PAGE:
The normal pattern of hair growth

Unlike other epidermal structures which grow continuously, hair has a cyclical pattern of growth. The growing phase or anagen lasts an average of 1000 days on the scalp followed by an involutional phase known as catagen which is quite short, lasting only a few days. The hair then enters a resting phase, telogen, lasting about 100 days. In man, hair growth is normally asynchronous, with each individual hair following its own cycle independently of the others. The basal layer of the hair bulb from which the hair itself is produced is known as the matrix and contains melanocytes from which melanin pigment is incorporated into the hair. The type of melanin determines the colour and in grey or white hair, pigment production is reduced or absent.

The body surface with the exception of the palms, soles, the lips, and the genitalia, is covered with fine vellus hairs that do not have a medulla and are not pigmented. These hairs develop into longer coarse, medullated, terminal hair on the scalp and eyebrows. At puberty a similar change occurs in the pubic area and the axillae, also on the face and trunk, in the male. These changes are androgen dependent, even in females, but testicular androgen is required to produce beard growth and balding in men.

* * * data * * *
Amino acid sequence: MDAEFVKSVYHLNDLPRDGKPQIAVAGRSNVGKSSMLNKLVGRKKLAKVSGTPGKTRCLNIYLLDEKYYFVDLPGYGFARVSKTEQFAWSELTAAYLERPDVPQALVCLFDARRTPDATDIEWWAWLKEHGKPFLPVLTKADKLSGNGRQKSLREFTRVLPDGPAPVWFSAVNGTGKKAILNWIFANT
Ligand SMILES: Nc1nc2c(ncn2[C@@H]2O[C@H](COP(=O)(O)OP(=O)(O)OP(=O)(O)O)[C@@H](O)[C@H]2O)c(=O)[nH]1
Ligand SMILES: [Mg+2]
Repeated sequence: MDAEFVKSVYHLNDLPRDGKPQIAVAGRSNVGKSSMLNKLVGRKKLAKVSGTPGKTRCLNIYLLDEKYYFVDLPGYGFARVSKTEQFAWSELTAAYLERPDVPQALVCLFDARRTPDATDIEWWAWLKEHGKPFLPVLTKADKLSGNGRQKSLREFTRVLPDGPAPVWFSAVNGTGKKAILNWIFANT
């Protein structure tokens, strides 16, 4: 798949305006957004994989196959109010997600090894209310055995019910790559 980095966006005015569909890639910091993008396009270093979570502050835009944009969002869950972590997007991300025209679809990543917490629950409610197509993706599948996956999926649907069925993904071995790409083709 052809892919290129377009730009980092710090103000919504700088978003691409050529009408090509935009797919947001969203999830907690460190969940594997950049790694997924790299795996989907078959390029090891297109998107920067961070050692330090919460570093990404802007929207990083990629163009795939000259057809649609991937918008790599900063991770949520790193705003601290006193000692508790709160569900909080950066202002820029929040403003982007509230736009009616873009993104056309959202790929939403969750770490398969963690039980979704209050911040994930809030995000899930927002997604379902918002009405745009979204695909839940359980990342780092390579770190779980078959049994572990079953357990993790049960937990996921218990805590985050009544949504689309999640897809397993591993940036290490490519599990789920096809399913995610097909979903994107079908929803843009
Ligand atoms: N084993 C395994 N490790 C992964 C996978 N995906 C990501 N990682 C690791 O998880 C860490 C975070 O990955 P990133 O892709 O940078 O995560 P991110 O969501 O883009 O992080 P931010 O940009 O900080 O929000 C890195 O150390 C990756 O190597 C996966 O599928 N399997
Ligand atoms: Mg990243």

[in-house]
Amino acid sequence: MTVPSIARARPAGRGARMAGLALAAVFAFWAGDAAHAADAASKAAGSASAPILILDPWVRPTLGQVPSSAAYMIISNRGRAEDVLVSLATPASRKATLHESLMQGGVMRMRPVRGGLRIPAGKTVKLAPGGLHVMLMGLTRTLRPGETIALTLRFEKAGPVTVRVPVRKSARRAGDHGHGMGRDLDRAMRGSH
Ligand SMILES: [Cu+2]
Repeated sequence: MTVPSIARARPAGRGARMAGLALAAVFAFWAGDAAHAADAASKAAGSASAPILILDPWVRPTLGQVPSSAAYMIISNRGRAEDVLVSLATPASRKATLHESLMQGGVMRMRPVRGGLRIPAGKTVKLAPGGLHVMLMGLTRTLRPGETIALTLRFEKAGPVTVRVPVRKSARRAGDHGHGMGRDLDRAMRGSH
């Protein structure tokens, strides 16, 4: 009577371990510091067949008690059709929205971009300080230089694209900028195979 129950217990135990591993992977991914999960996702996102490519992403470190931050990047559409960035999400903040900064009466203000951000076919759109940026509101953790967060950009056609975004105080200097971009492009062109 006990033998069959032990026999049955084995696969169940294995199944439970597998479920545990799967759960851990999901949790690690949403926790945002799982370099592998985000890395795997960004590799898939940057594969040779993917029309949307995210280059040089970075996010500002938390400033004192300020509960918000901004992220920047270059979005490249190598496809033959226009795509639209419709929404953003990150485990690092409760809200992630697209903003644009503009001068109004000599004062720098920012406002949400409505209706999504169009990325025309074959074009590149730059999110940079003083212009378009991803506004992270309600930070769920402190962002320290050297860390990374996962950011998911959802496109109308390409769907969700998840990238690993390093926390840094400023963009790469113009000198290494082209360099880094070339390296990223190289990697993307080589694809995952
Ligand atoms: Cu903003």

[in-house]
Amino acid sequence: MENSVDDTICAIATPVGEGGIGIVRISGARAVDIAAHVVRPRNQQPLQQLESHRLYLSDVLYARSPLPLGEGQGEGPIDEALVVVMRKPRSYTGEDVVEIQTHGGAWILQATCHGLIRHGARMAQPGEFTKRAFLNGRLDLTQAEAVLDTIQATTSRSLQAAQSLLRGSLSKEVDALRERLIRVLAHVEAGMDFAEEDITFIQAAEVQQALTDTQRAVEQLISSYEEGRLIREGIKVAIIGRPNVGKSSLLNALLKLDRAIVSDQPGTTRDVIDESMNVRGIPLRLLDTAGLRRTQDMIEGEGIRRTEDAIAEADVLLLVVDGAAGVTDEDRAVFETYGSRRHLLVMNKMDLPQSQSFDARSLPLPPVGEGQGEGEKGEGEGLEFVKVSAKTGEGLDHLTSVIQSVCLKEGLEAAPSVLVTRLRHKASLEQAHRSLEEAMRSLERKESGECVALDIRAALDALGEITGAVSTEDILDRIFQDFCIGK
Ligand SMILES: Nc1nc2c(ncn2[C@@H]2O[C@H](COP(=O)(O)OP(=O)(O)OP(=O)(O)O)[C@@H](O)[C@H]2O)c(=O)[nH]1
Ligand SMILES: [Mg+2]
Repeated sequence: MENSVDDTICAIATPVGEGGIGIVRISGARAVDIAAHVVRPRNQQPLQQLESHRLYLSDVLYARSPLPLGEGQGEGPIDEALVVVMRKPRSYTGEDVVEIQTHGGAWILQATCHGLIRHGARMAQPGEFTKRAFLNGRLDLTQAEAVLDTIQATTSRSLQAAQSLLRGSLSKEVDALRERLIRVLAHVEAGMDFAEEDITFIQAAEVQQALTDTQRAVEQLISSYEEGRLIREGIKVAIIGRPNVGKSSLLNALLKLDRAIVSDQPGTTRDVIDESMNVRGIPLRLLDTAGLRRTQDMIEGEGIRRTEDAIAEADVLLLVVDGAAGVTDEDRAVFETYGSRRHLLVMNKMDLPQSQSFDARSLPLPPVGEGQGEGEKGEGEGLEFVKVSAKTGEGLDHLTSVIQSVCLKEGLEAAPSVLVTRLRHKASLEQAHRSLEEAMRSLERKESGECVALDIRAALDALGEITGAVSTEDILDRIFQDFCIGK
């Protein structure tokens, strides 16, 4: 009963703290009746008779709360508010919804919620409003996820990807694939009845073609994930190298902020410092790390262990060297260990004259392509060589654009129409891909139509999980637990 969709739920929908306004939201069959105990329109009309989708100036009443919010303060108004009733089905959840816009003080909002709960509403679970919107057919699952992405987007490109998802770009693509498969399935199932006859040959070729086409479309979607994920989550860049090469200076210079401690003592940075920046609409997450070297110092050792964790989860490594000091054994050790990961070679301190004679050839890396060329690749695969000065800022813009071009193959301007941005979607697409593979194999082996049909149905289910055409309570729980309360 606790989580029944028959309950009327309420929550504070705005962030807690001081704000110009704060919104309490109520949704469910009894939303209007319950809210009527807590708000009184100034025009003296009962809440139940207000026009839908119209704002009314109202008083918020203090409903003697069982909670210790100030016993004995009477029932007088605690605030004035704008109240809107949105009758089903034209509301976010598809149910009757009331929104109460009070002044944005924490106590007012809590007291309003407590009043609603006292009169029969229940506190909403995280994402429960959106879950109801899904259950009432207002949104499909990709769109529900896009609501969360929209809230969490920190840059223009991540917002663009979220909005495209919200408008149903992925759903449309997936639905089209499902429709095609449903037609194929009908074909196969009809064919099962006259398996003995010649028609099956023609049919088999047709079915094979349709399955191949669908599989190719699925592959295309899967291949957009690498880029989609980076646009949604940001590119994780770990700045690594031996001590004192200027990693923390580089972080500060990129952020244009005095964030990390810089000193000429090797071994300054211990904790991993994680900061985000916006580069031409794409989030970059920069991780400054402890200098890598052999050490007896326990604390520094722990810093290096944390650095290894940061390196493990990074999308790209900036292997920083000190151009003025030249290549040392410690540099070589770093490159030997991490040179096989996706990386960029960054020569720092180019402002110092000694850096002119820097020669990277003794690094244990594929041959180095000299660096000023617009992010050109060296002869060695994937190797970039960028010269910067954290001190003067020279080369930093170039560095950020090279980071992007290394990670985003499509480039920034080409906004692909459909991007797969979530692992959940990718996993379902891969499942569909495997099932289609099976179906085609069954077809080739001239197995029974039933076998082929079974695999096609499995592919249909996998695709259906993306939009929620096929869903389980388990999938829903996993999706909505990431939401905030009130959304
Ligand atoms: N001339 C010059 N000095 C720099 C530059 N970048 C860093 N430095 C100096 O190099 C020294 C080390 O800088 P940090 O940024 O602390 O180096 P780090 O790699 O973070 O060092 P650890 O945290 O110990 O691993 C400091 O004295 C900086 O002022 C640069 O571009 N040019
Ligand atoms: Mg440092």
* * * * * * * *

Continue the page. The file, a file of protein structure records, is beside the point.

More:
Racial characteristics and the genetic make-up of the individual determine the type and colour of the hair. Straight black oriental hair is clearly different from the nordic blonde type.

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